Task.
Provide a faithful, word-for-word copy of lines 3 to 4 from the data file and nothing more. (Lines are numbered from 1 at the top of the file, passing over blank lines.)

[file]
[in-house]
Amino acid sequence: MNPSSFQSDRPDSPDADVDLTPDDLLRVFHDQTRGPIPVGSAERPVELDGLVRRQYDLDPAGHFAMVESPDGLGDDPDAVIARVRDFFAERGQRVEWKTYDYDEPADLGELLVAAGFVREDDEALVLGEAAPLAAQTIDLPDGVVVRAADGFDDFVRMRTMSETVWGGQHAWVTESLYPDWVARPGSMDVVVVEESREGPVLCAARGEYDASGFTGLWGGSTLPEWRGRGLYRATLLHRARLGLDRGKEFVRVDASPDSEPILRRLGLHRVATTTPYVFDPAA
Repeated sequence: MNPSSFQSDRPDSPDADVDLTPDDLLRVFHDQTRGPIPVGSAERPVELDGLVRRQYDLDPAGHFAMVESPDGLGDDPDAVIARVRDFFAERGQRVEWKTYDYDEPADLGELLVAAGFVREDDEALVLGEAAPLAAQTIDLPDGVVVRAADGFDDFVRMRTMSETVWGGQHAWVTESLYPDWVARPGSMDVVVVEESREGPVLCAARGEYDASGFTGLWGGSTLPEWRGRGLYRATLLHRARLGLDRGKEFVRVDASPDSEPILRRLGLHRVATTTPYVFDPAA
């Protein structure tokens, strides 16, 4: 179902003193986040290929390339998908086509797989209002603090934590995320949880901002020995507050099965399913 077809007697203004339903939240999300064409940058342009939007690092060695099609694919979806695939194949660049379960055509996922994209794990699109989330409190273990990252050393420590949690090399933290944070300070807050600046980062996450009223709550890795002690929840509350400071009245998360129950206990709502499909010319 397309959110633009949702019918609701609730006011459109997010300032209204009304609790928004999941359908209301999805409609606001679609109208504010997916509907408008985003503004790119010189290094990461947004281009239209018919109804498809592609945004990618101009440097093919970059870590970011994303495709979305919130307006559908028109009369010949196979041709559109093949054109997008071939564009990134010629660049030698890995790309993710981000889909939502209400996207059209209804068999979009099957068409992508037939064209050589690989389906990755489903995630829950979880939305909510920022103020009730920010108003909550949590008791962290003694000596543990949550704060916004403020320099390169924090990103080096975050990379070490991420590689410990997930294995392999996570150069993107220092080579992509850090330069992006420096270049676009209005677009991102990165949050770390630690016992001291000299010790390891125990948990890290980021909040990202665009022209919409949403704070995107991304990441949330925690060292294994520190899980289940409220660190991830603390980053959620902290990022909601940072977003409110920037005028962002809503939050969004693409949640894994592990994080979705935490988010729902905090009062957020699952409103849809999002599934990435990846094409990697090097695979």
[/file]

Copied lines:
Repeated sequence: MNPSSFQSDRPDSPDADVDLTPDDLLRVFHDQTRGPIPVGSAERPVELDGLVRRQYDLDPAGHFAMVESPDGLGDDPDAVIARVRDFFAERGQRVEWKTYDYDEPADLGELLVAAGFVREDDEALVLGEAAPLAAQTIDLPDGVVVRAADGFDDFVRMRTMSETVWGGQHAWVTESLYPDWVARPGSMDVVVVEESREGPVLCAARGEYDASGFTGLWGGSTLPEWRGRGLYRATLLHRARLGLDRGKEFVRVDASPDSEPILRRLGLHRVATTTPYVFDPAA
């Protein structure tokens, strides 16, 4: 179902003193986040290929390339998908086509797989209002603090934590995320949880901002020995507050099965399913 077809007697203004339903939240999300064409940058342009939007690092060695099609694919979806695939194949660049379960055509996922994209794990699109989330409190273990990252050393420590949690090399933290944070300070807050600046980062996450009223709550890795002690929840509350400071009245998360129950206990709502499909010319 397309959110633009949702019918609701609730006011459109997010300032209204009304609790928004999941359908209301999805409609606001679609109208504010997916509907408008985003503004790119010189290094990461947004281009239209018919109804498809592609945004990618101009440097093919970059870590970011994303495709979305919130307006559908028109009369010949196979041709559109093949054109997008071939564009990134010629660049030698890995790309993710981000889909939502209400996207059209209804068999979009099957068409992508037939064209050589690989389906990755489903995630829950979880939305909510920022103020009730920010108003909550949590008791962290003694000596543990949550704060916004403020320099390169924090990103080096975050990379070490991420590689410990997930294995392999996570150069993107220092080579992509850090330069992006420096270049676009209005677009991102990165949050770390630690016992001291000299010790390891125990948990890290980021909040990202665009022209919409949403704070995107991304990441949330925690060292294994520190899980289940409220660190991830603390980053959620902290990022909601940072977003409110920037005028962002809503939050969004693409949640894994592990994080979705935490988010729902905090009062957020699952409103849809999002599934990435990846094409990697090097695979």